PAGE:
A Profile of Mimoza Novaj
Driven Adaptable Construction Leader

Marilyn Thomas

Mimoza Novaj
Senior Project Manager
Cushman & Wakefield











There are many routes that lead to careers in facility management and they’re all valuable because the industry is constantly evolving. Those who succeed may have been exposed to the skilled trades at an early age, gotten their start through volunteering at their local school, or were fascinated with building operations.

Mimoza Novaj attended John Jay College of Criminal Justice in New York, with the intention of pursuing a career with the federal government. She earned a BA in forensic psychology with a minor in criminal justice because she thought a psychology background could prove useful – and she was right.

Now, as a Senior Project Manager for Cushman & Wakefield, Mimoza relies on an understanding of the mind and human behavior to deal with negotiating construction deadlines for demanding customers. She is high-energy, high performing, and has demonstrated the ability to quickly work up the ranks in the construction industry starting from an administrative position.

While she was completing her studies, she got involved in residential property management, and the commercial side of real estate fascinated her. She learned how to read plans with engineers and had them walk her through buildings and navigate the operations of a property.

“That’s where I established a baseline skill set reading plans and understanding them,” said Mimoza.

When Mimoza decided to leave New York almost 8 ½ years ago, she had no job opportunities lined up. She went through temp agencies which ended up working out well for her. Cushman & Wakefield in Florida gave her the opportunity to start off as a temp project coordinator.

“About a month into doing that, my friend who at the time was my boss was pretty impressed with my fast-paced abilities,” said Mimoza.

At Cushman, she was led towards the Humana account where she currently builds out senior care facilities in Texas and Louisiana.

“The beauty of the challenge is that each municipality gives you code interpretations, which keep me on my toes -- even though what we’re building are typical 7,000 square foot spaces with the same finishes, and the same product,” said Mimoza. “I still must analyze how each market runs their project, whether they’re fast or slow paced, whether they hit materials issues – whatever the case may be. It’s been very interesting.”

While shifting from living in the Big Apple and working in Florida, Texas, and Louisiana has been a cultural change for Mimoza, she’s adapted to a slower pace and stays fit through yoga, running, and lifting weights.

When she’s not working on-site or remotely, she’s playing with her two kittens. Professionally, she’s involved in Construction Real Estate Women (CREW), a global organization that advances all women in commercial real estate through business networking, industry research, leadership development, and career outreach.

Mimoza is co-chair for CREW’s UNITE Committee, which is part community outreach program and part DEI initiatives. Last year, they hosted a bingo event that supported a local not-for-profit organization called One Purse, which resells gently used high-end handbags. The funds from those sales go to support and provide resources for human trafficking survivors. At CREW, Mimoza is working to ensure that diversity, equity, and inclusion efforts are acknowledged and incorporated within the organization.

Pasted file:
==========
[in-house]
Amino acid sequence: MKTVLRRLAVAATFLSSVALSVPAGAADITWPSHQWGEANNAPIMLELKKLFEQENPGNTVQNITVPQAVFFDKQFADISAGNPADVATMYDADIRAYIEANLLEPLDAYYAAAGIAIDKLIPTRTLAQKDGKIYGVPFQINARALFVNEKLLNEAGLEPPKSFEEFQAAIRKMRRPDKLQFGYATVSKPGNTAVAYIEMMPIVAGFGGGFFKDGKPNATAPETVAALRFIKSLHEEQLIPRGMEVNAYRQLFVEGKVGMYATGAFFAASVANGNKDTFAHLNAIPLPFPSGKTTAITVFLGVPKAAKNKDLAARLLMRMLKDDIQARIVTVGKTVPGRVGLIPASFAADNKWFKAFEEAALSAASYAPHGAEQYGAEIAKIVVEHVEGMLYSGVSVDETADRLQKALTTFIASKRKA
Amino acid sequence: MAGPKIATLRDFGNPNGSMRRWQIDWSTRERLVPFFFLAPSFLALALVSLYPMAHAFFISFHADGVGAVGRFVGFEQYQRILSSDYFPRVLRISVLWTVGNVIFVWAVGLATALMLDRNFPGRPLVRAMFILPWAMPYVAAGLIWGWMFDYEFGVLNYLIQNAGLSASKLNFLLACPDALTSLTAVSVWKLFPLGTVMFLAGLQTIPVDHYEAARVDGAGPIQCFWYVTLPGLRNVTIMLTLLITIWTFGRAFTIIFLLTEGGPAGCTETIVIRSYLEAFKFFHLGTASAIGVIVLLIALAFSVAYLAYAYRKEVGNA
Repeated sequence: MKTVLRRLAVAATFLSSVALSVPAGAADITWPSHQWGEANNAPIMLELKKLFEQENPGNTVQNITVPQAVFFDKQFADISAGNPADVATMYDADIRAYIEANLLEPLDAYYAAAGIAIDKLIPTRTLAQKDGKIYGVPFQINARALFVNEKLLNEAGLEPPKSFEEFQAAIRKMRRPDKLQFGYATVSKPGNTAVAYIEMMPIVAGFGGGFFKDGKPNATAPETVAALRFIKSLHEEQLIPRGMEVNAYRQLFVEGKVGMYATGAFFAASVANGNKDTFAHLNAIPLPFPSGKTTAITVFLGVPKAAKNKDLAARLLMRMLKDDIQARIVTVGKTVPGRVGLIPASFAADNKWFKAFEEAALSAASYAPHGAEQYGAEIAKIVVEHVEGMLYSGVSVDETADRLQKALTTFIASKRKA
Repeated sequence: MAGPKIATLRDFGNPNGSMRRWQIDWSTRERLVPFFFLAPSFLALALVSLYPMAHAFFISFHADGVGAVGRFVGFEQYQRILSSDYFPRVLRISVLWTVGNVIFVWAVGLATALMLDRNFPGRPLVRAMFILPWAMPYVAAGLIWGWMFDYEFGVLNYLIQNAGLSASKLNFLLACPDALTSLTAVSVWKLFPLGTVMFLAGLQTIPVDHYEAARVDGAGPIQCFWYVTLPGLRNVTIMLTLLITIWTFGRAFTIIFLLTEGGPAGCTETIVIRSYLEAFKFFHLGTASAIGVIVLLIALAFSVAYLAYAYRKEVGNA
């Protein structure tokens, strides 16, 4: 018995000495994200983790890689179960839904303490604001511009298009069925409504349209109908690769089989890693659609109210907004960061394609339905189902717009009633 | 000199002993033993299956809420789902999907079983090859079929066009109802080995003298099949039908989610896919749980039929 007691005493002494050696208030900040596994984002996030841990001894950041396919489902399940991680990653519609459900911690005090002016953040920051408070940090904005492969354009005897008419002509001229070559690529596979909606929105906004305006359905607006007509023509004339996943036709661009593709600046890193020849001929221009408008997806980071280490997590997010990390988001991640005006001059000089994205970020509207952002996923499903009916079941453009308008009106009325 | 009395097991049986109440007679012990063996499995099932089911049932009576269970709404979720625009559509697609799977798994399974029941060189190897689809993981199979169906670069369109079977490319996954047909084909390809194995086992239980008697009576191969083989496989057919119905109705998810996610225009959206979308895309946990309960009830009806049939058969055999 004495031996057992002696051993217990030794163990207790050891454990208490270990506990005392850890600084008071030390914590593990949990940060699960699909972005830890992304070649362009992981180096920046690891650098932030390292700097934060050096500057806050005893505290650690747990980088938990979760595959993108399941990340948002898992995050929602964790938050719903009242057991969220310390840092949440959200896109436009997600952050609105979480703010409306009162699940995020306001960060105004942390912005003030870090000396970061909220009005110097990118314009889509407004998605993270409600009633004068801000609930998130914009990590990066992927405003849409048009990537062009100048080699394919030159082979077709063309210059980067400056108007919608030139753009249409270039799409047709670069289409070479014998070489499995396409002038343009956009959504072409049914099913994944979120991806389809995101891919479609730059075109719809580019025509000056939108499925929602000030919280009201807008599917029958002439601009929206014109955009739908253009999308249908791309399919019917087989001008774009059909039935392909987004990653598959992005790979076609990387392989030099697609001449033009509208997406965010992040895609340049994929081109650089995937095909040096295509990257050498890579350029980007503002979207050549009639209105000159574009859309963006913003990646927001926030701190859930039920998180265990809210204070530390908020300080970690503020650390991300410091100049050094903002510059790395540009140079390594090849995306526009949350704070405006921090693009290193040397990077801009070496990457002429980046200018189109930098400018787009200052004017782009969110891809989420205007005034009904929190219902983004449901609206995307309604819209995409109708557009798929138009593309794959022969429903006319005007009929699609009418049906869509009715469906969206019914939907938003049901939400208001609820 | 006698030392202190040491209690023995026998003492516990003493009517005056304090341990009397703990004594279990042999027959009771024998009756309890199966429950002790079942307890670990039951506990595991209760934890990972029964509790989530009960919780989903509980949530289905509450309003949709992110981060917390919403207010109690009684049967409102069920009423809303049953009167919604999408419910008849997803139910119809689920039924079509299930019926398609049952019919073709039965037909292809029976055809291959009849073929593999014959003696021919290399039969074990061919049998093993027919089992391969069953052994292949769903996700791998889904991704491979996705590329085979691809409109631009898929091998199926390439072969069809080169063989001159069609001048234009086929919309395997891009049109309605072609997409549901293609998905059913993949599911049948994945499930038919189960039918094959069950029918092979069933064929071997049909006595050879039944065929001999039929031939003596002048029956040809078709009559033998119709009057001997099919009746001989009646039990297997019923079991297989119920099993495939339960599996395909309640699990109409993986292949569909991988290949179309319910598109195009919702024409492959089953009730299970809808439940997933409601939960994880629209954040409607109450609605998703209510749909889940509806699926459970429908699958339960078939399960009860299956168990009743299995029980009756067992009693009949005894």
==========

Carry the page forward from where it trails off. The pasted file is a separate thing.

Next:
As women are still a small minority in the construction industry, Mimoza frequently offers career advice to interns regardless of gender. When they ask her what made her go into construction and if she went to school for that, Mimoza replies, “No, honestly, I didn't and I don't knock it. If you feel that that's the way you want to go, you know, for school, for your education, then by all means do so.”

She continued, “But take advantage of the building engineers, the site supers from the contracting side who are actually on the field day to day. Sit down with them and talk to them and try to learn the ins and outs of it. It'll get you along the way a whole lot faster than any school can really provide you.”

Mimoza puts a heavy emphasis on the value of clear communications. Email correspondence is key, especially when there's so many different individuals involved, including reporting managers, program managers and team leads.

“We’re constantly communicating with all parties, so they know where I am with my projects, each project’s financial impacts and if there’s potential for delays,” said Mimoza.

Mimoza explains that clear communications are vital because there are always management-level people who don’t necessarily understand construction, so you must speak in laymen’s terms and bring understanding to every situation.

Gaining the respect and trust of clients is an ongoing campaign that Mimoza handles by being very open and honest from day one about timelines, deadlines, and possible roadblocks.

“I do have a bit of a trucker mouth, which they find endearing. They know I’m not just blowing smoke,” she laughed.


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